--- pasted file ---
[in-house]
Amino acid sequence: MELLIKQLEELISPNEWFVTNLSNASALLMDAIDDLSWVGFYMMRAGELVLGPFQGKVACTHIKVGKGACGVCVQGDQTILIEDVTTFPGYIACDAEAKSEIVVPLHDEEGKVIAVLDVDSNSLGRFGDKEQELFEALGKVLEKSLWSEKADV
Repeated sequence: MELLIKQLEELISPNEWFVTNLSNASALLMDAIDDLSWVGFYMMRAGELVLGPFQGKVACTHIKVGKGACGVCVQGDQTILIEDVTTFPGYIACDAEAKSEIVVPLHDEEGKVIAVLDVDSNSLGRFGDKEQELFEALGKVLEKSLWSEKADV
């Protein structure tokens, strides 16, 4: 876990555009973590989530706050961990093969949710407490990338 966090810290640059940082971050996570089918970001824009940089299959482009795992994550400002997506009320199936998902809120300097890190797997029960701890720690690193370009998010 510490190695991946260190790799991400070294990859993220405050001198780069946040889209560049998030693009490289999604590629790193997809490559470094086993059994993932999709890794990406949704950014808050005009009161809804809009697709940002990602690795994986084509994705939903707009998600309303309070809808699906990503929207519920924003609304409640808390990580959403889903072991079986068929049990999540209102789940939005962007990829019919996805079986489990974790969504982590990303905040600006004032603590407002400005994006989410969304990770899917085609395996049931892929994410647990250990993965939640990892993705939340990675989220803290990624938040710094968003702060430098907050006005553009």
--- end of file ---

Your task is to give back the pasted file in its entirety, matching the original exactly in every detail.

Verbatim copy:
[in-house]
Amino acid sequence: MELLIKQLEELISPNEWFVTNLSNASALLMDAIDDLSWVGFYMMRAGELVLGPFQGKVACTHIKVGKGACGVCVQGDQTILIEDVTTFPGYIACDAEAKSEIVVPLHDEEGKVIAVLDVDSNSLGRFGDKEQELFEALGKVLEKSLWSEKADV
Repeated sequence: MELLIKQLEELISPNEWFVTNLSNASALLMDAIDDLSWVGFYMMRAGELVLGPFQGKVACTHIKVGKGACGVCVQGDQTILIEDVTTFPGYIACDAEAKSEIVVPLHDEEGKVIAVLDVDSNSLGRFGDKEQELFEALGKVLEKSLWSEKADV
């Protein structure tokens, strides 16, 4: 876990555009973590989530706050961990093969949710407490990338 966090810290640059940082971050996570089918970001824009940089299959482009795992994550400002997506009320199936998902809120300097890190797997029960701890720690690193370009998010 510490190695991946260190790799991400070294990859993220405050001198780069946040889209560049998030693009490289999604590629790193997809490559470094086993059994993932999709890794990406949704950014808050005009009161809804809009697709940002990602690795994986084509994705939903707009998600309303309070809808699906990503929207519920924003609304409640808390990580959403889903072991079986068929049990999540209102789940939005962007990829019919996805079986489990974790969504982590990303905040600006004032603590407002400005994006989410969304990770899917085609395996049931892929994410647990250990993965939640990892993705939340990675989220803290990624938040710094968003702060430098907050006005553009």